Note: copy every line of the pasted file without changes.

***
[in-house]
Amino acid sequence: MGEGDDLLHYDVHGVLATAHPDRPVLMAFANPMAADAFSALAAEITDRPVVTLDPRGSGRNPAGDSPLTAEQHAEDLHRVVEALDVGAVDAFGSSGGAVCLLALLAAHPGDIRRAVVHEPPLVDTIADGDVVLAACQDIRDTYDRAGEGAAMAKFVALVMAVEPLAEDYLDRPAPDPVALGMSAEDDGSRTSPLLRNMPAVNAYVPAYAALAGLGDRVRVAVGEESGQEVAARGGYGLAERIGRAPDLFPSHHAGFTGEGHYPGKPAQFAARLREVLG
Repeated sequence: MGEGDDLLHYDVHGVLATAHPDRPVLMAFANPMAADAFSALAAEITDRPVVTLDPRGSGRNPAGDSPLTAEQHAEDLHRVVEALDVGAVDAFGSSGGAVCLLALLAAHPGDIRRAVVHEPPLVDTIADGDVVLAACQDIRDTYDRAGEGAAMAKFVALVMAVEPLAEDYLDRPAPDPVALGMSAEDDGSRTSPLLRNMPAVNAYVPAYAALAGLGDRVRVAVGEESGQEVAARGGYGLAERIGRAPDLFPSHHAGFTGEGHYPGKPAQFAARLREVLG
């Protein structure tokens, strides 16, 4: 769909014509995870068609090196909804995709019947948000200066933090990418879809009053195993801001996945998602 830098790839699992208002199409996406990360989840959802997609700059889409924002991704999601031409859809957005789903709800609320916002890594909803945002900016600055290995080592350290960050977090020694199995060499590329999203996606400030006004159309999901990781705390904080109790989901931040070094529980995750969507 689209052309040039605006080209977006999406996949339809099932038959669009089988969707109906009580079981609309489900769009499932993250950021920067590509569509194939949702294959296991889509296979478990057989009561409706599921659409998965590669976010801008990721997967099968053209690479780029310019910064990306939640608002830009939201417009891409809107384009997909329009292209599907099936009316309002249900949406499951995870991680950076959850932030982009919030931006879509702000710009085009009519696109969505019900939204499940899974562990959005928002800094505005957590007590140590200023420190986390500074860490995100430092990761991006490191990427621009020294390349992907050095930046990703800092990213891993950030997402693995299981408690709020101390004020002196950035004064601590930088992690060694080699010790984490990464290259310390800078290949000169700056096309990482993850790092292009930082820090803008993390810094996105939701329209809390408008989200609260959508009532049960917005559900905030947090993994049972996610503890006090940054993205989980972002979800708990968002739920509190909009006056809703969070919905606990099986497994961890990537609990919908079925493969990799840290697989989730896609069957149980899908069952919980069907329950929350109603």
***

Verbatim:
[in-house]
Amino acid sequence: MGEGDDLLHYDVHGVLATAHPDRPVLMAFANPMAADAFSALAAEITDRPVVTLDPRGSGRNPAGDSPLTAEQHAEDLHRVVEALDVGAVDAFGSSGGAVCLLALLAAHPGDIRRAVVHEPPLVDTIADGDVVLAACQDIRDTYDRAGEGAAMAKFVALVMAVEPLAEDYLDRPAPDPVALGMSAEDDGSRTSPLLRNMPAVNAYVPAYAALAGLGDRVRVAVGEESGQEVAARGGYGLAERIGRAPDLFPSHHAGFTGEGHYPGKPAQFAARLREVLG
Repeated sequence: MGEGDDLLHYDVHGVLATAHPDRPVLMAFANPMAADAFSALAAEITDRPVVTLDPRGSGRNPAGDSPLTAEQHAEDLHRVVEALDVGAVDAFGSSGGAVCLLALLAAHPGDIRRAVVHEPPLVDTIADGDVVLAACQDIRDTYDRAGEGAAMAKFVALVMAVEPLAEDYLDRPAPDPVALGMSAEDDGSRTSPLLRNMPAVNAYVPAYAALAGLGDRVRVAVGEESGQEVAARGGYGLAERIGRAPDLFPSHHAGFTGEGHYPGKPAQFAARLREVLG
């Protein structure tokens, strides 16, 4: 769909014509995870068609090196909804995709019947948000200066933090990418879809009053195993801001996945998602 830098790839699992208002199409996406990360989840959802997609700059889409924002991704999601031409859809957005789903709800609320916002890594909803945002900016600055290995080592350290960050977090020694199995060499590329999203996606400030006004159309999901990781705390904080109790989901931040070094529980995750969507 689209052309040039605006080209977006999406996949339809099932038959669009089988969707109906009580079981609309489900769009499932993250950021920067590509569509194939949702294959296991889509296979478990057989009561409706599921659409998965590669976010801008990721997967099968053209690479780029310019910064990306939640608002830009939201417009891409809107384009997909329009292209599907099936009316309002249900949406499951995870991680950076959850932030982009919030931006879509702000710009085009009519696109969505019900939204499940899974562990959005928002800094505005957590007590140590200023420190986390500074860490995100430092990761991006490191990427621009020294390349992907050095930046990703800092990213891993950030997402693995299981408690709020101390004020002196950035004064601590930088992690060694080699010790984490990464290259310390800078290949000169700056096309990482993850790092292009930082820090803008993390810094996105939701329209809390408008989200609260959508009532049960917005559900905030947090993994049972996610503890006090940054993205989980972002979800708990968002739920509190909009006056809703969070919905606990099986497994961890990537609990919908079925493969990799840290697989989730896609069957149980899908069952919980069907329950929350109603």